Chichester Ship Canal
Just 4½ miles long and connected only to the sea, the Chichester Canal is an unusual survivor of the great waterway age. Slowly it is being brought back to life by the Chichester Ship Canal Trust, adding charm to one of the south coast’s most historic and elegant cities. The project’s biggest leap forward came in 2007 when a new residential development overlooking the basin gained planning permission. This included a generous Section 106 grant that paid for a new canal centre at the heart of the basin. Completed in 2012, the development included a shop, café and heritage centre, and transformed business.
In 2016 the trust commissioned a brand-new wide-beam 22-seater trip-boat, Kingfisher, which is fully wheelchair accessible, with disabled toilets. Together with the trust’s second 32-seater trip-boat, Richmond, nearly 15,000 passengers are carried on the canal annually.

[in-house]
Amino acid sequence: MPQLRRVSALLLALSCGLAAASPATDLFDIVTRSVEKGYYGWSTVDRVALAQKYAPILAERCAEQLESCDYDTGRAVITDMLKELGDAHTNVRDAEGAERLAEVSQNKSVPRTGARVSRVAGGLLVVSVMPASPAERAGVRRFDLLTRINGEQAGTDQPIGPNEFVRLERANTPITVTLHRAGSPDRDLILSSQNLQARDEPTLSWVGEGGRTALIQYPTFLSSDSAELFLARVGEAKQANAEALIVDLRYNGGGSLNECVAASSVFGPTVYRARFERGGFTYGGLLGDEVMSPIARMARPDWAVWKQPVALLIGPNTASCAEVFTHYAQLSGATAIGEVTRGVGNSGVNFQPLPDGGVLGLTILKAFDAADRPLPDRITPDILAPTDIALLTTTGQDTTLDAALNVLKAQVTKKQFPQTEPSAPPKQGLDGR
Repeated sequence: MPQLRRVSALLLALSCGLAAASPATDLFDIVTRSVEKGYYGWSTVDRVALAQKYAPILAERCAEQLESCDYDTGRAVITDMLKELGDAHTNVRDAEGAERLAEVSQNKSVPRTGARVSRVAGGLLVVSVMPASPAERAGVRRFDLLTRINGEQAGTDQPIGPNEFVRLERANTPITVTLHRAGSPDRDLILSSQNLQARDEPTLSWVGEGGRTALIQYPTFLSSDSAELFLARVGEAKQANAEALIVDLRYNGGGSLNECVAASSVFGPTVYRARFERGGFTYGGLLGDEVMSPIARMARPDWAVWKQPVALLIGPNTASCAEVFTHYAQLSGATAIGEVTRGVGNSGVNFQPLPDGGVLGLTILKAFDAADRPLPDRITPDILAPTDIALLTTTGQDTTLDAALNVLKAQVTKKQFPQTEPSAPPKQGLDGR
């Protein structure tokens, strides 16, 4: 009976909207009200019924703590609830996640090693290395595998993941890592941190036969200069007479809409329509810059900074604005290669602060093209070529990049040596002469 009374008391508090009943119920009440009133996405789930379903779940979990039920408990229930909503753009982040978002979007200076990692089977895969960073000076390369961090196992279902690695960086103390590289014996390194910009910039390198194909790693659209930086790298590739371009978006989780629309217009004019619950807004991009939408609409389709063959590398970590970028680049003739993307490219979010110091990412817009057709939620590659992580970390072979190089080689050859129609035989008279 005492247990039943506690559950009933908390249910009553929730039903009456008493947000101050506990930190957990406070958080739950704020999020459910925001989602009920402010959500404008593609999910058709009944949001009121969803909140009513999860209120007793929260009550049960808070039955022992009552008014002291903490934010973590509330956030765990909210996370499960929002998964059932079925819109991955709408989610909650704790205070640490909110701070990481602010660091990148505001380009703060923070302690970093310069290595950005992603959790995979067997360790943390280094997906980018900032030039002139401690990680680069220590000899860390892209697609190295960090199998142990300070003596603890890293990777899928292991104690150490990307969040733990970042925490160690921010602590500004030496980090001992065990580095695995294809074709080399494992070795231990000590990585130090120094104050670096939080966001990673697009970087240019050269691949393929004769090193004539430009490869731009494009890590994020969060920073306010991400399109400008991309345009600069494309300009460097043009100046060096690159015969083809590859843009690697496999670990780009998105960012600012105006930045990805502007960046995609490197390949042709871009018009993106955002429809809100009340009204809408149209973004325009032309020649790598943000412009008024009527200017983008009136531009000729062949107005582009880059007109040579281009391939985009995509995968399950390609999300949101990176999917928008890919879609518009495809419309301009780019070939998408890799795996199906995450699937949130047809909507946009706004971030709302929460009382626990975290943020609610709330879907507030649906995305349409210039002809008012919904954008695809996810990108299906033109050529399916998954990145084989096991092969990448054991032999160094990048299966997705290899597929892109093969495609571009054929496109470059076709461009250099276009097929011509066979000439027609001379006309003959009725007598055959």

During 2020 and 2021, the Covid pandemic saw many people enjoying the canal for both physical and mental health, exploring locally and gaining a new appreciation for this secret little waterway. Paddleboarding and canoeing licences reached record high numbers. In 2020 the trust embarked on an ambitious fundraising campaign to address the most urgent restoration of the canal banks, to keep the towpath and waterway safe for all users. After securing £150,000, the trust was able to complete the most critical repairs. In 2022, the bicentennial celebration of the formal opening of the canal in 1822, a season of anniversary events was held to help people discover more about the unique heritage and habitat. Events included an art partnership, cultural events including a hugely well-supported Carnival of Lights, a photographic competition, family activities, a guided walk, a year-long exhibition at the local museum, historical talks and a very successful community celebration. The year finished in style with the homecoming of the 1828 Turner image of the canal, on loan from Tate to the Pallant House Gallery.